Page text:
Biking Camino de Santiago Journeying Spain

Chinese Whispers or Radio Camino

Cycling the Camino de Santiago
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Chinese Whispers or Radio Camino

Stuart Profile SmallOver time, as you travel along the Camino de Santiago, you become part of a travelling community and aware of an organic grapevine. No, not the fuente de vino.  Whether it’s through phones and texts, or stones, notes and paper, fellow pilgrims send and share messages, chat and gossip up and down the road, and this helps create and sustain a wonderful sense of community and connection. Of course there’s no guaranteeing the accuracy of the information, as we found out when, over coffee one morning, we overhead this snippet of conversation (apparently about us). Do you recognise us? 

Shelter from the storm on road to Santiago

“I heard they were doing it the easy way…  “

Did you see that?

“Did you see that family arrive on those bikes over there?”

“Yes, I have seen them before, on the hill. They are Czech you know.”

“Czech? I heard they were Italian. ”

“No, Czech. I heard it from someone who spoke to them.”

“All that way with three children and a baby.”

“Yes it’s impressive. Three weeks from Roncesvalle is not much slower than us.”

“But I think they only started in Astorga.”

“That is not so good.”

“No. Very slow.”

Toddler in a Chariot

“They do not have a baby…”

No baby

“You are wrong about the baby though. It is two boys and a little girl. No baby.”

“So what’s in the other trailer?”

“I hear they have a tent.”

“No, I saw them at an albergue. ”

“No, they don’t stay in albergues. Can’t afford it. They camp at the roadside.”

“No way.”

“Yes, I heard that from some people who passed them one morning.”

Picnic by the roadside

“I heard from someone that they camp at the roadside”

Not the real camino?

“It must be hard for the children.”

“Yes but they are doing it the easy way.”

“Not the real camino?”

“No, only roads.”

“They are always drinking coffee and eating ice cream too.”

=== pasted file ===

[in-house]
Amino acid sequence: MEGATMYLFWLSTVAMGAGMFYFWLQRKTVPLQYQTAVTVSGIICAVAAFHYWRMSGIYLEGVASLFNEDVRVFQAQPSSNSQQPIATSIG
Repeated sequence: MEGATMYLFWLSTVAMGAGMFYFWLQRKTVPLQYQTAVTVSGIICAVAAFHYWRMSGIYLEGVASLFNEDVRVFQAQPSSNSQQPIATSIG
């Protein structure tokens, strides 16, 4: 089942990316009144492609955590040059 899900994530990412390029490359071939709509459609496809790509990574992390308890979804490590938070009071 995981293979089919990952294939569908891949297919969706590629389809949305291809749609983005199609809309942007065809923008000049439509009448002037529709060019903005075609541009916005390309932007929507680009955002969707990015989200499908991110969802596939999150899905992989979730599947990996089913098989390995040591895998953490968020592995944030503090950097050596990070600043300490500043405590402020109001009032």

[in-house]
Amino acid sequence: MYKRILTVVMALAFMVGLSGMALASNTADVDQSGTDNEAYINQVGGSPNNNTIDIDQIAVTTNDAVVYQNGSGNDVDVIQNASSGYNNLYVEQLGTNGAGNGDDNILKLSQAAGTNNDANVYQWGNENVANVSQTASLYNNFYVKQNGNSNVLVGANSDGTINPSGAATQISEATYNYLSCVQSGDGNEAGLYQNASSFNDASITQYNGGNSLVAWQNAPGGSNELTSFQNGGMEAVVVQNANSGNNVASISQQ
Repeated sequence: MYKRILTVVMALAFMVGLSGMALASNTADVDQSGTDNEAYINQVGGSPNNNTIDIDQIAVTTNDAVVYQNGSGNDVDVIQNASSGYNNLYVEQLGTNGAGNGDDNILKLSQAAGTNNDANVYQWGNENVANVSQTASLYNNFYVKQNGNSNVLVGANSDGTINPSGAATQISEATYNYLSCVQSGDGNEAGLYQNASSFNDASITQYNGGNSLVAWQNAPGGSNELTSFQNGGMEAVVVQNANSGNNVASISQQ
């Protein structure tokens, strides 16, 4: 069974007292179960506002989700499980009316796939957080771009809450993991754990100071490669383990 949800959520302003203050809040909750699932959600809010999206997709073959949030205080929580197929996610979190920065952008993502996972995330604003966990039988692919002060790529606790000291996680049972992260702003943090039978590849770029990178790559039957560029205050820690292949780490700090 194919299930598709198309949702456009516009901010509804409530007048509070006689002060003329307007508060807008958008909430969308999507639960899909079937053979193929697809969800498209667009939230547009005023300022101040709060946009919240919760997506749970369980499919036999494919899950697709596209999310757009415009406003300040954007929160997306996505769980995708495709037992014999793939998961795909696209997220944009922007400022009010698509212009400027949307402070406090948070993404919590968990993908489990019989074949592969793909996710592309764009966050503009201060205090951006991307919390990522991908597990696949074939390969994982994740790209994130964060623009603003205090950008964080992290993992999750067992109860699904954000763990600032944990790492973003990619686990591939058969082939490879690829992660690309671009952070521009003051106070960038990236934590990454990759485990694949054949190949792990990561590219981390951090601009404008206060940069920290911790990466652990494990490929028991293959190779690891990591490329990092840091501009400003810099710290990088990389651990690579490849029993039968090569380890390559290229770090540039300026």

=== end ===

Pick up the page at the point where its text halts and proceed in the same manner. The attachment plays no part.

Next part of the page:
“Yes, I heard this. We each have our own ways.”

“But there is not so much spirit when you make it like holiday.”

“No, it’s OK for young people to have ice cream. ”

Eating too many ice creams

“Yes, they are always eating ice creams. Where is the struggle in that?”

Not real pilgrims?

“I heard they are just stamp collectors doing the last few kilometres.”

“Maybe. Is that so bad? You have collected many stamps on your journey.”

“Yes but to make a credencial for a dolly? This is too much.”

“I do not think the dolly will get a compostela.”

“But they are wanting one for her. That is my point.”

“Look now, they are going to leave. ”

“The little girl looks so cute with her dolly.”

“Beautiful. Beautiful family.”

“Shall we see if we can get a photo?”

Sunflowers on the Camino de Santiago

“Did you see that family cycling the Camino de Santiago? Shall we see if we can get a photo?”

About the author


The Family Adventure Project. Ideas and inspiration for an active and adventurous family lifestyle. From everyday adventures to once in a lifetime experiences. Stories, images and media produced and published by Stuart Wickes and Kirstie Pelling.

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We're Kirstie & Stuart. We share an adventurous spirit, a passion for indie travel and 3 kids. The Family Adventure Project is our long term experiment in doing active, adventurous things together. Find out more...

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